• Optimally Choosing from Various SEC Exemption Rules: There are various “flavors” of private placement offering exemptions that each have their own set of pros and cons (e.g., the total amount of the capital raise, the nature of the documents required for prospective investors, etc.). Properly navigating between them so as to optimize the options and minimize the requirements of the issuer is a key strategy point and requires careful planning.
  • “Blue Sky” Filing Strategy and Implementation: All private placement offerings have a double government footprint–a state footprint based on the residence of each investor, as well as the federal footprint which applies across the board. As a result, private placement offerings generally require notification filings (i.e., forms that indicate the nature of the offering, the principals involved, etc.) to be made with these states as well as the federal government. Each state has its own set of requirements which can add complexity and costs. Properly navigating between them so as to optimize the options and minimize the requirements of the issuer is a key strategy point and requires careful planning.
  • Share and Unit Classes and Rights: An issuer cannot simply sell “shares”, without considering what investor rights, duties, and obligations attach to each (information rights, management rights, payout preference, etc.). As a result, while pricing the shares or notes is also key, special care should also be given to the various classes the shares, notes, etc. can take since that will dictate many of these rights, duties, and obligations (e.g., common, preferred, or convertible preferred equity).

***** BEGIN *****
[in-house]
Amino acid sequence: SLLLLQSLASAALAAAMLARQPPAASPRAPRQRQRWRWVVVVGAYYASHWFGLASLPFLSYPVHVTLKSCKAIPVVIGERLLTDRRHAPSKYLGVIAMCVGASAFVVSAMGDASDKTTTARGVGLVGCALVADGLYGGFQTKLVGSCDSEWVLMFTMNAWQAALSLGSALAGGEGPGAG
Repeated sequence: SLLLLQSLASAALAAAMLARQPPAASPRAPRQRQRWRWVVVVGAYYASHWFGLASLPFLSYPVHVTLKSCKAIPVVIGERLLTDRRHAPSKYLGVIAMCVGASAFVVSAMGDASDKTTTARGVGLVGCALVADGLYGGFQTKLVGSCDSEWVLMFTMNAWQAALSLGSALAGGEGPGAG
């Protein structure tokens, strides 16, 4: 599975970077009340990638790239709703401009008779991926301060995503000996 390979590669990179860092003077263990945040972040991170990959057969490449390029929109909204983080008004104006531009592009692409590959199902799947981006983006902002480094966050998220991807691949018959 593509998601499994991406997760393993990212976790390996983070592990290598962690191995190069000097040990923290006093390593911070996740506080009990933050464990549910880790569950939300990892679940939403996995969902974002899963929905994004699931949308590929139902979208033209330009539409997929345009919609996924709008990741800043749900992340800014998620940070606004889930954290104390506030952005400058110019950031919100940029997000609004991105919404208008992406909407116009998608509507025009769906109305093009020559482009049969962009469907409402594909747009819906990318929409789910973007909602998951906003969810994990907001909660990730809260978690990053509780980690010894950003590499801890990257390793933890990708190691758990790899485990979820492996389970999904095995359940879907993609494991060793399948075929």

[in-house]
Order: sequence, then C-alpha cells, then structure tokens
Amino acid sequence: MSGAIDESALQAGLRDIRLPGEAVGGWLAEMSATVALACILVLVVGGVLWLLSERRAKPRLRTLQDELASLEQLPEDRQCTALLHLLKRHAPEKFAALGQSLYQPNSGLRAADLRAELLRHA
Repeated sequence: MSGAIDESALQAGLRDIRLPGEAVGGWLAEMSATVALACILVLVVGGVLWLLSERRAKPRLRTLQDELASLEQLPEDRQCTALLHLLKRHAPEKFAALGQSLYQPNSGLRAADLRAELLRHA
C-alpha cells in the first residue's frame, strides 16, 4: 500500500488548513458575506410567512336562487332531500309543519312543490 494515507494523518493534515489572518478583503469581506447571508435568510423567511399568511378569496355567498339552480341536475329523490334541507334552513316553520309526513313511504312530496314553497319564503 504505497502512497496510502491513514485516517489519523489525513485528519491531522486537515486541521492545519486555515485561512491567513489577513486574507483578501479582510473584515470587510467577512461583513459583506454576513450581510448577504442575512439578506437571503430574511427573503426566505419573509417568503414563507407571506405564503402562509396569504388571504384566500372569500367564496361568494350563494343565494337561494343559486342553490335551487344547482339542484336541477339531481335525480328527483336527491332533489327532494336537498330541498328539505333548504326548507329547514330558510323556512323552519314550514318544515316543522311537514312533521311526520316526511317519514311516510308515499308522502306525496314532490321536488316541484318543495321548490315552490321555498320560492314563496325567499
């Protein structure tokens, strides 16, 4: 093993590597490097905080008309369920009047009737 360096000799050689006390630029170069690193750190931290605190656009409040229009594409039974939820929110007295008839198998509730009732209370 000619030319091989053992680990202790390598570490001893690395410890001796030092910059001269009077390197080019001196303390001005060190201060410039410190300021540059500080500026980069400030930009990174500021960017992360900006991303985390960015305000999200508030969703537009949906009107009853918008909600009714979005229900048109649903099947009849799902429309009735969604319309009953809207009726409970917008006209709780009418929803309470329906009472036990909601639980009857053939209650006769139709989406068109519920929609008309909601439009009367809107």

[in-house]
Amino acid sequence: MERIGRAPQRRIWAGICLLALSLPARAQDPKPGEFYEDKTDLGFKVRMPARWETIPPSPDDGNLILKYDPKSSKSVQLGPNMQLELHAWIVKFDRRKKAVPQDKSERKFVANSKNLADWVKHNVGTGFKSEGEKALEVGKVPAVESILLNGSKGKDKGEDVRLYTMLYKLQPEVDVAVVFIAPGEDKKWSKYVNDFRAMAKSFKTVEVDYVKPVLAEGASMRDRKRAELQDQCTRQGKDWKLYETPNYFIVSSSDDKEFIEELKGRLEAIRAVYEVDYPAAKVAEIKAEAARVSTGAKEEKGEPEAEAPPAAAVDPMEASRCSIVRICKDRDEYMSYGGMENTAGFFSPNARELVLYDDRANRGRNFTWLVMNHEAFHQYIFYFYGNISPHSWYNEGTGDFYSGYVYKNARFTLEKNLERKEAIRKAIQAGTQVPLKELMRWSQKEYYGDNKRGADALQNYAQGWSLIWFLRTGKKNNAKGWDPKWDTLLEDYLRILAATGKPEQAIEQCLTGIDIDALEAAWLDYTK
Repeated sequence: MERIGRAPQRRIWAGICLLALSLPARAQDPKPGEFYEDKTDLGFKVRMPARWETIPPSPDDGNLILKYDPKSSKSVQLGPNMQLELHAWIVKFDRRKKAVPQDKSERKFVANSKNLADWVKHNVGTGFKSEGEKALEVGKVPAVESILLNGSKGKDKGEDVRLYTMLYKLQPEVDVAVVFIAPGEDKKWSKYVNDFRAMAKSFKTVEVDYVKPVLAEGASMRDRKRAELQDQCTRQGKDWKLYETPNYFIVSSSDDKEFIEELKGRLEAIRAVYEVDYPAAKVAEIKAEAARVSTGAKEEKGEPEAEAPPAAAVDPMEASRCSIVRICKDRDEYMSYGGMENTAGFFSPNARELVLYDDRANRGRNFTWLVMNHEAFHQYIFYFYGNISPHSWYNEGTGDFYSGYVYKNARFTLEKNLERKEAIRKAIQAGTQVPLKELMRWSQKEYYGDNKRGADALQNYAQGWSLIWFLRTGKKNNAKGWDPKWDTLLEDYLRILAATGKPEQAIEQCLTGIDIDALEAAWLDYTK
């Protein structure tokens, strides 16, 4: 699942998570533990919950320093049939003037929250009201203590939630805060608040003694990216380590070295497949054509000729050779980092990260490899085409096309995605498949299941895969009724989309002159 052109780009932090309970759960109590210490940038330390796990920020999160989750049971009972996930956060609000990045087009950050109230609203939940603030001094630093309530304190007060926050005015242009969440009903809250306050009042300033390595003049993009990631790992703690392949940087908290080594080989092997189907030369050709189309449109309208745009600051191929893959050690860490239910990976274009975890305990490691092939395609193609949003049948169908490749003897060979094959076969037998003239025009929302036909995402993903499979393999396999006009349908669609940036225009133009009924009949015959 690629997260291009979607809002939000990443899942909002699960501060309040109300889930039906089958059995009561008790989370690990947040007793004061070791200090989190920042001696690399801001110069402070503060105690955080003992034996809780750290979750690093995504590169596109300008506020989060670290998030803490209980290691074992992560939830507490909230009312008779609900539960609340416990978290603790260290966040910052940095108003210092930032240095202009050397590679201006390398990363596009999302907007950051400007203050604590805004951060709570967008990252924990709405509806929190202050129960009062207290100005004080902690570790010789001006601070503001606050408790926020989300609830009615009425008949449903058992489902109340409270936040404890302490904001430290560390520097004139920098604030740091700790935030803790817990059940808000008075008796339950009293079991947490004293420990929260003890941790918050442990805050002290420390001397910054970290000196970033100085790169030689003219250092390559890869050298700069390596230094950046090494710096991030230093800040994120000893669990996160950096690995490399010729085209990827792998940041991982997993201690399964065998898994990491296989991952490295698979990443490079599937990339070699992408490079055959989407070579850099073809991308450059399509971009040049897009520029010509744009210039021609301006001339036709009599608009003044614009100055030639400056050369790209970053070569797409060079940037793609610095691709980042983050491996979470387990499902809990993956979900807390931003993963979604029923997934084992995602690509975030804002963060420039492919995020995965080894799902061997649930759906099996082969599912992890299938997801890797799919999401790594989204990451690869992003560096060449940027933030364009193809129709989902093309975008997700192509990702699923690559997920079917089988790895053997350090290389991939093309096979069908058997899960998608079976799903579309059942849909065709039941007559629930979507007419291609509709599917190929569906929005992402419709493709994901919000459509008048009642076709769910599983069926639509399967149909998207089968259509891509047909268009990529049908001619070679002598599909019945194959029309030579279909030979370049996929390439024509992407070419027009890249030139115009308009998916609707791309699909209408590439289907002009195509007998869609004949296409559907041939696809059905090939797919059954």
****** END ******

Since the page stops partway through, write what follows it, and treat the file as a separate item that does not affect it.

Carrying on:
• Engineering the Capitalization Structure: Properly devising the company capitalization structure (how many shares makes sense given both current and future capitalization/growth needs, company valuation and share, etc.) requires careful planning. Using figures that do not factor in long term considerations can potentially harm the company’s growth and deter investment in the current offering.
  • Min/Max Offering: In certain cases, an issuer may be required by statute to or may desire to set a minimum threshold of investment that must be met prior to releasing or being able to utilize the funds. This is a tricky consideration and must be planned with care, so as not to unduly hamper the offering with over onerous thresholds, while still satisfying investor and statutory requirements.
  • Engineering Investor Returns and Waterfalls: At the heart of any offering is the actual model of return for an investor. Each offering is different in terms of incentives, industry norms, participants, and a variety of other factors that may affect these models. In addition, a venture or project may leverage a jigsaw puzzle of funding sources including private equity or debt and institutional sources that may also affect these model.
  • Marketing Strategies: Any private placement offering should be generated with a robust understanding of the optimal strategy to market that offering based on a solid sensitivity to the investor audience.

 

General Solicitation Requires Seasoned Lawyers

 

Return to TOP